Last year, MIT researchers partnered with BMW to test ways for humans and robots to assemble car parts together in close proximity.
The team created a robot-on-rails concept that delivered parts to workstations, however, human workers would often cross this rail path and the robot was designed to freeze whenever a worker passed by. The problem was that the robot was too safe — freezing too early and creating inefficiencies.
The issue was the algorithm: it knew where a person was going, but couldn’t anticipate how long the person would stay there and when they would come back across the rail.
The team went back to the drawing board and created a new tool that better predicts a worker's trajectory.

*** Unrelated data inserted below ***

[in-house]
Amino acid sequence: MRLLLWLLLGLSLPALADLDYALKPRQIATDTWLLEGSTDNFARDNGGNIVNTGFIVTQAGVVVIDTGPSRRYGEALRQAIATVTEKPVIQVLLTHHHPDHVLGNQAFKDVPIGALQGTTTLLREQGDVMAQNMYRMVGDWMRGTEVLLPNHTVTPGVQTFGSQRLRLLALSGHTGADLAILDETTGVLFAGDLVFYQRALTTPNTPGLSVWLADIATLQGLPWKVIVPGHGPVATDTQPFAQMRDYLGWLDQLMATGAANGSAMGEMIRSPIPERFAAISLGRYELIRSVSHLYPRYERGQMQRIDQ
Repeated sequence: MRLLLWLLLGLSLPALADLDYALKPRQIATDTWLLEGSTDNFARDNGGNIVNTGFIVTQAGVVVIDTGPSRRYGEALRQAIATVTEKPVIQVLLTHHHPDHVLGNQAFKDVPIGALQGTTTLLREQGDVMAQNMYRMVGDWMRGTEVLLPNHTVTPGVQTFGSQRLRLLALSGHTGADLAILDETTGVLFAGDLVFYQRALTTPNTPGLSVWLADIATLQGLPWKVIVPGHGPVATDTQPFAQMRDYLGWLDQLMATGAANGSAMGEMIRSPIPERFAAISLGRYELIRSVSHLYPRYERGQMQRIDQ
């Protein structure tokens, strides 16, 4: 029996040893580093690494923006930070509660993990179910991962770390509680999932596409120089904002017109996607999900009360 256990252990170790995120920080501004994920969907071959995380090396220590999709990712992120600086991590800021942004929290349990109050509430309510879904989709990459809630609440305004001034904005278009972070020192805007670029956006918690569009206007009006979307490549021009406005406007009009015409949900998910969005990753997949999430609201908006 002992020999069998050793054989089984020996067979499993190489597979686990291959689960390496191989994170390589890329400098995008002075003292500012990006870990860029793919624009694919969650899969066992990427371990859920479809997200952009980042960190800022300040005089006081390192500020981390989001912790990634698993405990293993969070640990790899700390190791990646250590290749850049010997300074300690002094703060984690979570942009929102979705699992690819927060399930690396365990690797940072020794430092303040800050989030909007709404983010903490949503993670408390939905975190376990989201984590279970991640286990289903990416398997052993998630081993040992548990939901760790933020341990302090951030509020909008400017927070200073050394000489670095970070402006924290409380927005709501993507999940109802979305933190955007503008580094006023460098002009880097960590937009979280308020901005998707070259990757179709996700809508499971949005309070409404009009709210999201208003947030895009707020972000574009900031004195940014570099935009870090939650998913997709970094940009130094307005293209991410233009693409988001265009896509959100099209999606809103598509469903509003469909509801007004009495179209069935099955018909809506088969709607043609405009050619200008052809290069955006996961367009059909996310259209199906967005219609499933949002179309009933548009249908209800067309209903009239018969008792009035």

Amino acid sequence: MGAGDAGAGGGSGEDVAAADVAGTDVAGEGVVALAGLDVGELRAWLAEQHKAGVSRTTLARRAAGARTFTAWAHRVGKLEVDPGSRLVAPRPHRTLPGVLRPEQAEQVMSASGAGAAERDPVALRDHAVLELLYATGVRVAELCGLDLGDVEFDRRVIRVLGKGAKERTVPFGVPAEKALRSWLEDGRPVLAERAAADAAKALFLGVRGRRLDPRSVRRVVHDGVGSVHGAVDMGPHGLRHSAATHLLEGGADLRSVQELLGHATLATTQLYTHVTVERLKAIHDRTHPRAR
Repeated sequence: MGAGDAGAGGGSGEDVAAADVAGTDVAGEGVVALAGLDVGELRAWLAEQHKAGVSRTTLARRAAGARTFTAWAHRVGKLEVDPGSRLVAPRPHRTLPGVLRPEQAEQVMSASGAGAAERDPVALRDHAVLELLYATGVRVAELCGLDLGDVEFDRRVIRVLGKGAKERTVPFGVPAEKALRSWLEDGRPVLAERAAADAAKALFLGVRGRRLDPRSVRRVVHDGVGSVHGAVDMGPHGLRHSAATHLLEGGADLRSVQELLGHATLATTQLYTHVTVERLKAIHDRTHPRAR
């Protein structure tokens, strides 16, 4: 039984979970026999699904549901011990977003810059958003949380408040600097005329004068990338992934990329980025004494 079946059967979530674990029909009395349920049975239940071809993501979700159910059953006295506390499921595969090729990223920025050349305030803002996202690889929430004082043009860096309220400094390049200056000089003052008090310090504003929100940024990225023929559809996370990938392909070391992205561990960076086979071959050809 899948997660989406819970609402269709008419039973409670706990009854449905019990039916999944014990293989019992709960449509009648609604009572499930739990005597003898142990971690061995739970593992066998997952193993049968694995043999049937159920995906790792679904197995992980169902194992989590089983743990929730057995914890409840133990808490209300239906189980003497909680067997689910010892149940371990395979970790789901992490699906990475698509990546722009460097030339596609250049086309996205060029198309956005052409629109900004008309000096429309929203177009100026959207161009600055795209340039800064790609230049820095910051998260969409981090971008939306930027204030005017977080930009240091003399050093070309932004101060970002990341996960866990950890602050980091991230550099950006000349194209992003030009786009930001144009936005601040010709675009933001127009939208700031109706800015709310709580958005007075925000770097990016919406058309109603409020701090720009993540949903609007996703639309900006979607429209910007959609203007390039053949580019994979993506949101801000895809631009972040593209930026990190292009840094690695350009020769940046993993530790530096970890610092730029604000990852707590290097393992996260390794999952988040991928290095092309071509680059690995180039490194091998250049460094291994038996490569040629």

The new algorithm helps the robot "understand" common human movements, like stops and retracing our steps. In the test, the robot stopped freezing in place for long periods of time and was capable of resuming work shortly after the human passed.
It's the next step towards not only robots working together in a factory, but also collaborating in the home. It could also be paired with tools that help the robots read our gestures and recognize specific actions and behaviors.